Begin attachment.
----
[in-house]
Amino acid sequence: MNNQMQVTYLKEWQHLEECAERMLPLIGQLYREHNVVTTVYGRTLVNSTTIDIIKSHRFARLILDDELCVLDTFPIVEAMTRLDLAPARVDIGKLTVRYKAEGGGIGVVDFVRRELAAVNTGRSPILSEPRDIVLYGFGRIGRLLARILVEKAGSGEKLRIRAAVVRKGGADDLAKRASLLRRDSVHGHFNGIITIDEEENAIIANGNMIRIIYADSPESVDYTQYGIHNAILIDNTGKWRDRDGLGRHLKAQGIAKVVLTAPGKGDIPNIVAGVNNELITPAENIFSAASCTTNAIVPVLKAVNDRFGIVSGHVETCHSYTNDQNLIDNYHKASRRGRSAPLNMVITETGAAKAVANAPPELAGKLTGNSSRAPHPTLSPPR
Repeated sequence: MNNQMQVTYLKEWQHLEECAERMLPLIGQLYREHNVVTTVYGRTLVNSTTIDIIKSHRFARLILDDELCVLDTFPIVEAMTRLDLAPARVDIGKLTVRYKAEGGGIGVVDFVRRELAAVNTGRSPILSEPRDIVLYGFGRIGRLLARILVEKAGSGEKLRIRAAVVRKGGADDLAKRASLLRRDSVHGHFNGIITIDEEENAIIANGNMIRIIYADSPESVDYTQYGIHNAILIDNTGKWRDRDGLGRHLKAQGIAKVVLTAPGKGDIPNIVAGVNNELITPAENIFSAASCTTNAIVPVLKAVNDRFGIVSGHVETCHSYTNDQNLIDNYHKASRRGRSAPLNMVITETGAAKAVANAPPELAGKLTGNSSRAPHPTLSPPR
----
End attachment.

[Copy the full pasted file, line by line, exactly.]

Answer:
[in-house]
Amino acid sequence: MNNQMQVTYLKEWQHLEECAERMLPLIGQLYREHNVVTTVYGRTLVNSTTIDIIKSHRFARLILDDELCVLDTFPIVEAMTRLDLAPARVDIGKLTVRYKAEGGGIGVVDFVRRELAAVNTGRSPILSEPRDIVLYGFGRIGRLLARILVEKAGSGEKLRIRAAVVRKGGADDLAKRASLLRRDSVHGHFNGIITIDEEENAIIANGNMIRIIYADSPESVDYTQYGIHNAILIDNTGKWRDRDGLGRHLKAQGIAKVVLTAPGKGDIPNIVAGVNNELITPAENIFSAASCTTNAIVPVLKAVNDRFGIVSGHVETCHSYTNDQNLIDNYHKASRRGRSAPLNMVITETGAAKAVANAPPELAGKLTGNSSRAPHPTLSPPR
Repeated sequence: MNNQMQVTYLKEWQHLEECAERMLPLIGQLYREHNVVTTVYGRTLVNSTTIDIIKSHRFARLILDDELCVLDTFPIVEAMTRLDLAPARVDIGKLTVRYKAEGGGIGVVDFVRRELAAVNTGRSPILSEPRDIVLYGFGRIGRLLARILVEKAGSGEKLRIRAAVVRKGGADDLAKRASLLRRDSVHGHFNGIITIDEEENAIIANGNMIRIIYADSPESVDYTQYGIHNAILIDNTGKWRDRDGLGRHLKAQGIAKVVLTAPGKGDIPNIVAGVNNELITPAENIFSAASCTTNAIVPVLKAVNDRFGIVSGHVETCHSYTNDQNLIDNYHKASRRGRSAPLNMVITETGAAKAVANAPPELAGKLTGNSSRAPHPTLSPPR